ALBANY — New York continues to show little resurgence of COVID-19 despite the dual threats of its own residents’ complacency and travelers from other states reintroducing the virus here.
State officials reported Thursday that the positive test rate was just 1.06% statewide Wednesday.
The Capital Region’s uptick earlier in the week dropped right back down on Wednesday, with only 0.8% testing positive.
Albany County, which saw 44 infections confirmed Tuesday, reported only 13 Wednesday.
Schenectady County had five positives on Wednesday and Saratoga County just one.
In the neighboring Mohawk Valley region, Montgomery County had zero positive tests Wednesday after a worrisome spike earlier in the week. Fulton and Schoharie counties also had zero positives.
While neighboring Herkimer County had the highest positive percentage of any county in the state at 3.7%, the numbers involved were very small — five out of 134 tests.
The positive test results spiking and dipping from day to day is a result of the current status of the pandemic in most of New York: largely under control but with infection clusters popping up here and there.
The jump in Albany County for example was attributed to transmission at a large party, spread in a nursing home and return of travelers from states with a high infection rate.
Rensselaer County recently had a cluster at a nursing home. Montgomery County has had to track down connections at a factory and a graduation ceremony.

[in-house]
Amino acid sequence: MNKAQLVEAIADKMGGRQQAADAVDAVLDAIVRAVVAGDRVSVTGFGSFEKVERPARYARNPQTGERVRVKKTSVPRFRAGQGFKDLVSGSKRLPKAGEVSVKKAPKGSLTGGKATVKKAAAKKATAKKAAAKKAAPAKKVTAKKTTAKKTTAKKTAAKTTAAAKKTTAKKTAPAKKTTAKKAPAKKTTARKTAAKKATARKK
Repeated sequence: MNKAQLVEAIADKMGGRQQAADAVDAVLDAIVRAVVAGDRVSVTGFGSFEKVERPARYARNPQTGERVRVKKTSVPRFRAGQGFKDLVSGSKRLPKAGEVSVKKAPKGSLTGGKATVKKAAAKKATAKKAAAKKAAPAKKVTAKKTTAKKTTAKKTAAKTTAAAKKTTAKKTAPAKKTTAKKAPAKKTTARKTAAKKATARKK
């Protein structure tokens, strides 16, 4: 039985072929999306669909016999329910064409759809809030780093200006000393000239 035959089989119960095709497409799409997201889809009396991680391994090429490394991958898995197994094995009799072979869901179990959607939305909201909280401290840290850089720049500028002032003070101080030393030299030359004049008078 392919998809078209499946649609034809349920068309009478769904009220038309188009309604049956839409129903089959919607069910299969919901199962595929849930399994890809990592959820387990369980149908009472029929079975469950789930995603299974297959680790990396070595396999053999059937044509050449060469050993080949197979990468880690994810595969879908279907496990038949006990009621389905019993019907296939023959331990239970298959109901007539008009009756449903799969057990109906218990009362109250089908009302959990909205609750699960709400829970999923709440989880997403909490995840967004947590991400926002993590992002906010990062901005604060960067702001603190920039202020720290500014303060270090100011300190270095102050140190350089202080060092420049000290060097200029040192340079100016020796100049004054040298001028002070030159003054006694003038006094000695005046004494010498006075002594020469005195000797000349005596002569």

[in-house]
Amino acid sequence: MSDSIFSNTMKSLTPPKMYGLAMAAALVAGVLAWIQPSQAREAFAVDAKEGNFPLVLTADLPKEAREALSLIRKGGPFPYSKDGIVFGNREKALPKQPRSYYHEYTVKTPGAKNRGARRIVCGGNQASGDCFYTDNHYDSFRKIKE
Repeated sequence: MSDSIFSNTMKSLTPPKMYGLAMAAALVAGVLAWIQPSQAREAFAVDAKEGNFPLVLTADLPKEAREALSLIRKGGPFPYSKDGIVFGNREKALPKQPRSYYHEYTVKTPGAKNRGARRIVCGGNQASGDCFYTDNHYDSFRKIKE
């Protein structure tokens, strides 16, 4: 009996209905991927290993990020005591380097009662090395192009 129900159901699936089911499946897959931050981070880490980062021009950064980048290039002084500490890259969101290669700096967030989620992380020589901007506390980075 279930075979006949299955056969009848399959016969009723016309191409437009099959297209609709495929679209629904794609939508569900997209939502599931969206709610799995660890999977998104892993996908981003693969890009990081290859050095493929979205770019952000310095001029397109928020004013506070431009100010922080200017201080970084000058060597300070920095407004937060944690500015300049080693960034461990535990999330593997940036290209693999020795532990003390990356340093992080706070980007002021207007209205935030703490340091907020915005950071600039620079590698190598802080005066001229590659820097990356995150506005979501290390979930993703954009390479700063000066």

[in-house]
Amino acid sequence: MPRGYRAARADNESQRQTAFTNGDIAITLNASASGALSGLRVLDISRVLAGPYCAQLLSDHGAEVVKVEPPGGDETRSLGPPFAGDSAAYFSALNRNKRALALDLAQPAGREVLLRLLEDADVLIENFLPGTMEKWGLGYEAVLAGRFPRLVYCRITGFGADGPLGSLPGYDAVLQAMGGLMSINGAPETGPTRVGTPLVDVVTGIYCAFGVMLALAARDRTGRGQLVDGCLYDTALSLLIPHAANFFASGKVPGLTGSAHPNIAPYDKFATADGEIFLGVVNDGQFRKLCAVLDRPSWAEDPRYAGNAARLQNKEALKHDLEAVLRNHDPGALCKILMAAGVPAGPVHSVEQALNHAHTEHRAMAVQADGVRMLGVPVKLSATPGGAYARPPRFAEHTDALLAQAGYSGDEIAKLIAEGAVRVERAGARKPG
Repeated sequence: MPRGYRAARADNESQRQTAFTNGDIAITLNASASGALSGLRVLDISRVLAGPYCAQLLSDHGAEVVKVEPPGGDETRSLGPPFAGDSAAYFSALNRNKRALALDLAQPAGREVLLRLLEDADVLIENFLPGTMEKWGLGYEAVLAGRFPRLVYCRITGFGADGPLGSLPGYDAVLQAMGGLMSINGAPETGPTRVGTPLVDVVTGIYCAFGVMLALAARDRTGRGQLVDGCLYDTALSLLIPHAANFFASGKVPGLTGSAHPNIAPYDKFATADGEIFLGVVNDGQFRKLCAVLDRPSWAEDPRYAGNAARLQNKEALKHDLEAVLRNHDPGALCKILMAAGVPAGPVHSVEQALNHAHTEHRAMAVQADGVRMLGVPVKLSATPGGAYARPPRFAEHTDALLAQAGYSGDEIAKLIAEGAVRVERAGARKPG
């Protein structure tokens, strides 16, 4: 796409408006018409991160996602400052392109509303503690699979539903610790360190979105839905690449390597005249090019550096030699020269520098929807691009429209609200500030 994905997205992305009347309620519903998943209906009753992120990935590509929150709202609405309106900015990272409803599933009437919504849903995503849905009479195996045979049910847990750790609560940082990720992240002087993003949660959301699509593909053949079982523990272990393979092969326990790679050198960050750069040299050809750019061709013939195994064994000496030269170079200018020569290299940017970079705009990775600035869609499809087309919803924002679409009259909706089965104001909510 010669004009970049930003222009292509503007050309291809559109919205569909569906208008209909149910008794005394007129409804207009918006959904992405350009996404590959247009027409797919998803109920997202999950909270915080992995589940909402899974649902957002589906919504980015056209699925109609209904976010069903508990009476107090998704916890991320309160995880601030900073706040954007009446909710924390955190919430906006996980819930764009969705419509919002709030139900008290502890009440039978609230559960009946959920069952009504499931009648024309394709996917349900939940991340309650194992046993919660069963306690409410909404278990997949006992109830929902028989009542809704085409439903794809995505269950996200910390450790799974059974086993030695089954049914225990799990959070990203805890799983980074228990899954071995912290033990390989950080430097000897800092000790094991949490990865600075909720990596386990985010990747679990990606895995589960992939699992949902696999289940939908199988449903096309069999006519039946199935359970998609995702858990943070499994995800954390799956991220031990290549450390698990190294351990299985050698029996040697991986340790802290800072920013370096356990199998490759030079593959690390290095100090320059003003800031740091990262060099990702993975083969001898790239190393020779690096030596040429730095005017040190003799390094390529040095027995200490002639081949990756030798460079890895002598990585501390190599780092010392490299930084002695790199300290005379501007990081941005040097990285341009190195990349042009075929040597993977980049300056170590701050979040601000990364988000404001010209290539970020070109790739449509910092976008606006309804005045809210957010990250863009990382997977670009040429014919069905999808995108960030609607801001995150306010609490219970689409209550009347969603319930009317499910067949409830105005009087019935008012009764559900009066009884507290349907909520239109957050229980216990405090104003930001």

Gov. Andrew Cuomo on Thursday announced a new measure to fight careless socializing by New Yorkers:
He ordered that establishments holding liquor licenses serve alcohol only to patrons seated at properly spaced distances. Stand-up bars are excluded because they encourage gathering and socializing at too-close a distance.
Cuomo went a step further in New York City, where he said the worst violations have been reported.
New York City businesses with three violations will be shut down, he added.
Meanwhile, Cuomo said the other threat — residents of high-infection states visiting New York and New Yorkers returning from these states potentially bringing COVID with them — is being addressed with the travel quarantine.
The governor said the state is seeing 92% compliance with the rule that these travelers isolate themselves for 14 days upon arrival to reduce the chance that they’ll spread the infection.
Not everyone can be monitored so the state is using random checks to enforce the rule, he added.